Hello ladies and gentlemen, Today we have an abandoned FEC Railway Spur here in West Palm Beach, FL. Here’s the emergency contact info and the crossing There’s no gates here. And right now we’re going to be facing South. As you can see the track just goes into some Ficus trees here. And it came from South heading North. As you can see over here, that parking lot has some shrubs in it too. And right next door to this Right East of this parking lot is the UPS Distribution Center. So this track might’ve gone into the UPS Distribution Center. And now we’re going to be heading Northbound. So if the trees weren’t a good indicator of an abandoned railroad, perhaps the paving over of the rails might be a good indicator that it’s abandoned. It used to go into this warehouse over here. By the way, the warehouse is still functional. I can hear some industrial equipment being used. They’re very overgrown and I’m not going to walk any further. I don’t know if there’s any snakes or what not in there. In that shrubbery over there. Now we’re going to be walking back South. And these rails are mighty, mighty rusted. I was trying to look for a date on the but yeah, they’re really rusted. I haven’t been able to see a date on them. The old wooden cross ties, There’s actually, it used to be a wooden crossing, look at that! That’s really old. You don’t see many of those anymore. Alright guys, I thank you.

    Old Railroad Crossing 1987 & Now
    Articles, Blog

    Old Railroad Crossing 1987 & Now

    August 19, 2019

    Ladies and Gentlemen, I’m going to take you back in time April 1987 Look at the 3 cantilevers Old SCL cantilevers This is where it’s located. Right on North River Drive where the red arrow is flashing. It’s a very busy corner of Miami. You got 4 main streets meeting there. You got North River Drive right here then you got NW 36th ST US 27 in the background and then you got the 112 highway exit and the on ramp quite a lot right? This is track view South. As you can see, this is the CSX historic Bridge in Miami, which was built in 1926. and the signal right there. And then track view North You’ll notice the 112 and there’s a Tri Rail Station. So now onto the crossing as it looks nowadays. Hey guys, I’m going to show you guys an old school SCL crossing located on the S line extension There’s the mile post right here. WRRS cantilever with Modern Industries lights Okay guys and we got 4 Safe Tran lights up there. But yeah, that cantilever that side got replaced with the modern one. See it’s vastly different from this one Here you even have the crossing gate separate from the cantilever which is a characteristic of an SCL crossing. And here you have a Safe Tran gate mechanism. And let me give you a shot from the back. Crossing lights are Reco lights. Oh, here you go! Our lucky day, they’re doing signal work. signal maintenance over here. Electronic Bell sounds That’s an E dinger. Back in the day this used to be a most likely a US&S mechanical teardrop bell. I have a video. I’ll include a link to it. There’s one down the line. Yeah, look at the Safe Tran Systems base. And we got the crossing gate going back up now. There was a huge malfunction at this crossing a few weeks ago. I’ll include a link in the description. Okay guys, please subscribe, like, or share. And I thank you very much for viewing. Take care. Over and out.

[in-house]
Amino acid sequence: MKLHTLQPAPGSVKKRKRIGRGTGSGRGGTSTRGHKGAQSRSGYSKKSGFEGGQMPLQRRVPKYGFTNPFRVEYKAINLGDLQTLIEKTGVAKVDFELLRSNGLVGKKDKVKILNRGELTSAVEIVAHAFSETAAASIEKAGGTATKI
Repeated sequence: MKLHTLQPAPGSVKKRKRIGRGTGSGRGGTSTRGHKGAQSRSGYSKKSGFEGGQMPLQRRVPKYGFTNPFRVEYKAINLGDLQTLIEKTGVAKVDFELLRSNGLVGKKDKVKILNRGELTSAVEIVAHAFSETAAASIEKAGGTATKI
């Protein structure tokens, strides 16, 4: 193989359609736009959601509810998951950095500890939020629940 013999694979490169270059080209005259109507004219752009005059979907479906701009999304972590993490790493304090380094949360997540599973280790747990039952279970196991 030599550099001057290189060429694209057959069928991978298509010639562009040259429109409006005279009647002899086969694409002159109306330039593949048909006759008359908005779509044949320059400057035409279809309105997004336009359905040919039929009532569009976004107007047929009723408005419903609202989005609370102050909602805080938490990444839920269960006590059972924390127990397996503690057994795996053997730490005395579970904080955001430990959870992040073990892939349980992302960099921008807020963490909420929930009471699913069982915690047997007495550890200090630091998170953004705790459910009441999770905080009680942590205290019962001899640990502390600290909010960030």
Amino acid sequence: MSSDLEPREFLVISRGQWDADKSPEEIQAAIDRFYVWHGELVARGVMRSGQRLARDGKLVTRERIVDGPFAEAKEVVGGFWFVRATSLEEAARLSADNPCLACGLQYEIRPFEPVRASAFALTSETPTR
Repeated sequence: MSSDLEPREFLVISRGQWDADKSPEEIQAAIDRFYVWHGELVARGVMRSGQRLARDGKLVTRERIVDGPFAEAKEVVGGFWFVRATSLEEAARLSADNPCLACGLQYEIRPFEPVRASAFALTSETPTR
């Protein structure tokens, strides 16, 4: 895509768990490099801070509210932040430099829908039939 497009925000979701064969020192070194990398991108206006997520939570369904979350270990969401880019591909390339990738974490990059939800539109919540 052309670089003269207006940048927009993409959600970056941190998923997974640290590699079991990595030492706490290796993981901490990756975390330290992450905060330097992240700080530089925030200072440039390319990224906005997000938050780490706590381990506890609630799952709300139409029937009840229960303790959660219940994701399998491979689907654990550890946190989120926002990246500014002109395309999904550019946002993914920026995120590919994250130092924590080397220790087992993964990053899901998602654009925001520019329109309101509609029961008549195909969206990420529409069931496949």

Closed Railroad Crossing Before and After
    Articles, Blog

    Closed Railroad Crossing Before and After

    August 18, 2019

    Hello ladies and gentlemen, I’m over here in Miami, FL. Right next to the Tri Rail Miami Airport Station. on NW 28th ST. let me show you the NW 28th ST. And I’m going to show you a closed railroad crossing at NW 28th ST. which they still haven’t opened yet. They just recently built this road. And they recently built the crossing too. It still has the concrete barriers on it. And they haven’t yet opened this road to traffic. Look at the pavement marking. Everything here is brand new. You can see the spray. Look at the concrete barriers. 2 tracks. This is a WC Hayes signal base here. Siemens New Siemens gate mechanism. Here we got 2 tracks. This is track view North. And track view South. That’s the Tri Rail airport station. On that side, we have a cantilever and regular crossing gate on that side. WC Hayes signal base and the new Siemens gate mechanism. I’m going to assume they’re the same on that side. And, oh one thing I wanted to point out to you! Funny thing I think they’re going to have a bit of an issue because As you see, this is NW 28th St. here and the following crossing over there is also NW 28th St. so either they’re going to have 2 NW 28th St. crossings or one of them is going to get renamed. I’m going to go ahead and post the picture of the signal box at the next crossing so you can see that it also says NW 28th St. Please Subscribe, like, or share. And thank you very much for viewing guys. Over and out.

    Abandoned Railroad Being Restored
    Articles, Blog